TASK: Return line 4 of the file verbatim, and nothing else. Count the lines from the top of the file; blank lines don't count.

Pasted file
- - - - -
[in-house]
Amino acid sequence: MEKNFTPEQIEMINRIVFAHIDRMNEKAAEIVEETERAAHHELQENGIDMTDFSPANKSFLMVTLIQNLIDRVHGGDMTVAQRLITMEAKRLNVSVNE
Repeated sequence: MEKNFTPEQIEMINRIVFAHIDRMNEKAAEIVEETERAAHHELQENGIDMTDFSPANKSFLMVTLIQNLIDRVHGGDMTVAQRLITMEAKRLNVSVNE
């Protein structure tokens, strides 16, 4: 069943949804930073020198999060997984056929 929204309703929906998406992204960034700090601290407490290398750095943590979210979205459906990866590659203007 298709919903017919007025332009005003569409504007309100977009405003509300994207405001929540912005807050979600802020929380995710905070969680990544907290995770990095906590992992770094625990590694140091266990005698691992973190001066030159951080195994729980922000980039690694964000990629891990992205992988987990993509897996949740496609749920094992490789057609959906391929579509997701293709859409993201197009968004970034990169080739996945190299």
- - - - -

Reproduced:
């Protein structure tokens, strides 16, 4: 069943949804930073020198999060997984056929 929204309703929906998406992204960034700090601290407490290398750095943590979210979205459906990866590659203007 298709919903017919007025332009005003569409504007309100977009405003509300994207405001929540912005807050979600802020929380995710905070969680990544907290995770990095906590992992770094625990590694140091266990005698691992973190001066030159951080195994729980922000980039690694964000990629891990992205992988987990993509897996949740496609749920094992490789057609959906391929579509997701293709859409993201197009968004970034990169080739996945190299």